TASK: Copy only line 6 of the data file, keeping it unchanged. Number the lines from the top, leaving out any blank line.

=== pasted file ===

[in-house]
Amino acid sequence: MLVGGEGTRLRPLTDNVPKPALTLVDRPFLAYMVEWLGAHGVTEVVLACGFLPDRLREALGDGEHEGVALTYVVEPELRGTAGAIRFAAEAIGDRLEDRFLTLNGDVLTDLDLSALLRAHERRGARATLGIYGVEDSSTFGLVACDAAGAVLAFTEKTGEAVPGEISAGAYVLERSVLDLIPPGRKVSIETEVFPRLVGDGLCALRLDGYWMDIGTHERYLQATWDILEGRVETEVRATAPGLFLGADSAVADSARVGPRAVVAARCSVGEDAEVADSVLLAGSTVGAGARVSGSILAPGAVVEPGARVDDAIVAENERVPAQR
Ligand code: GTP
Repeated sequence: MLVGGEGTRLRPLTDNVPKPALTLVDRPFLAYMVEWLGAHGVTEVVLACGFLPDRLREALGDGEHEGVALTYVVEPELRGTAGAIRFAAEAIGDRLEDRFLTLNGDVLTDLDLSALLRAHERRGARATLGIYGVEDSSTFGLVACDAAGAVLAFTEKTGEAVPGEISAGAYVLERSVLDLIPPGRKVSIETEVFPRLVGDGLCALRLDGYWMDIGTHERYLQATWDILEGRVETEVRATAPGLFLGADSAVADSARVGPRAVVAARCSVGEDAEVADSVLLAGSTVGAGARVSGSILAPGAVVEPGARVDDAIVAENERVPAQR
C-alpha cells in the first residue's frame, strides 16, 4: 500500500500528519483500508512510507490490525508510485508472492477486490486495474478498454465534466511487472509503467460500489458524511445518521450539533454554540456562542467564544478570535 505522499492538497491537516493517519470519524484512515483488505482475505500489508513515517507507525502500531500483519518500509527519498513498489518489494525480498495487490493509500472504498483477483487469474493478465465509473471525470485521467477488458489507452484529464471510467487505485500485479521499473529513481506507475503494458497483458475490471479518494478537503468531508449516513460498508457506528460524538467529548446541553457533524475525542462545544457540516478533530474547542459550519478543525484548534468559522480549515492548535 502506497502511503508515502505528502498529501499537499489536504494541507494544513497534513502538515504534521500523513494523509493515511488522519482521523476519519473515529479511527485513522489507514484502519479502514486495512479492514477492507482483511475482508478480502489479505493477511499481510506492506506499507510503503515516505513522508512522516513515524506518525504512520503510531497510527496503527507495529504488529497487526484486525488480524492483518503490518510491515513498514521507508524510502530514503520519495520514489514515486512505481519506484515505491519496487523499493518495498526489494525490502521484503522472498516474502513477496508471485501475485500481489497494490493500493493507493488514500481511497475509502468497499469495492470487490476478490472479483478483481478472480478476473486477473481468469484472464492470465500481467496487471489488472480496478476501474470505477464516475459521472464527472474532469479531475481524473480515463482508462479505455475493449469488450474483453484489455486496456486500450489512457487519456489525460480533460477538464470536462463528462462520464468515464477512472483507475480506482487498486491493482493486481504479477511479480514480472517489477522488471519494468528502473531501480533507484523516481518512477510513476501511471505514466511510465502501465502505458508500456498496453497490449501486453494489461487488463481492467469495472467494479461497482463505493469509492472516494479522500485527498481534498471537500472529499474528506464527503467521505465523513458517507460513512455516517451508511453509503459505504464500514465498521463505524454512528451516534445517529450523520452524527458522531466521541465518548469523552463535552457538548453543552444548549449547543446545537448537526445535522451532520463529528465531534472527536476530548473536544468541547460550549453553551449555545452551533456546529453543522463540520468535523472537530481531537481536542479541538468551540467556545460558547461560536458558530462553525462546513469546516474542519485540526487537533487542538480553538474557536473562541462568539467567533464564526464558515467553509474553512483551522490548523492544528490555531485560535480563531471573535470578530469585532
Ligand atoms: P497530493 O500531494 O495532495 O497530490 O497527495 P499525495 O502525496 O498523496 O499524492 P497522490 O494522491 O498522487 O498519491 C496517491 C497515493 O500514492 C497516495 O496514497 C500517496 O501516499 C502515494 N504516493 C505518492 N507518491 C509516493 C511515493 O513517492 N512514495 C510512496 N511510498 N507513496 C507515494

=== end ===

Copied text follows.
Ligand atoms: P497530493 O500531494 O495532495 O497530490 O497527495 P499525495 O502525496 O498523496 O499524492 P497522490 O494522491 O498522487 O498519491 C496517491 C497515493 O500514492 C497516495 O496514497 C500517496 O501516499 C502515494 N504516493 C505518492 N507518491 C509516493 C511515493 O513517492 N512514495 C510512496 N511510498 N507513496 C507515494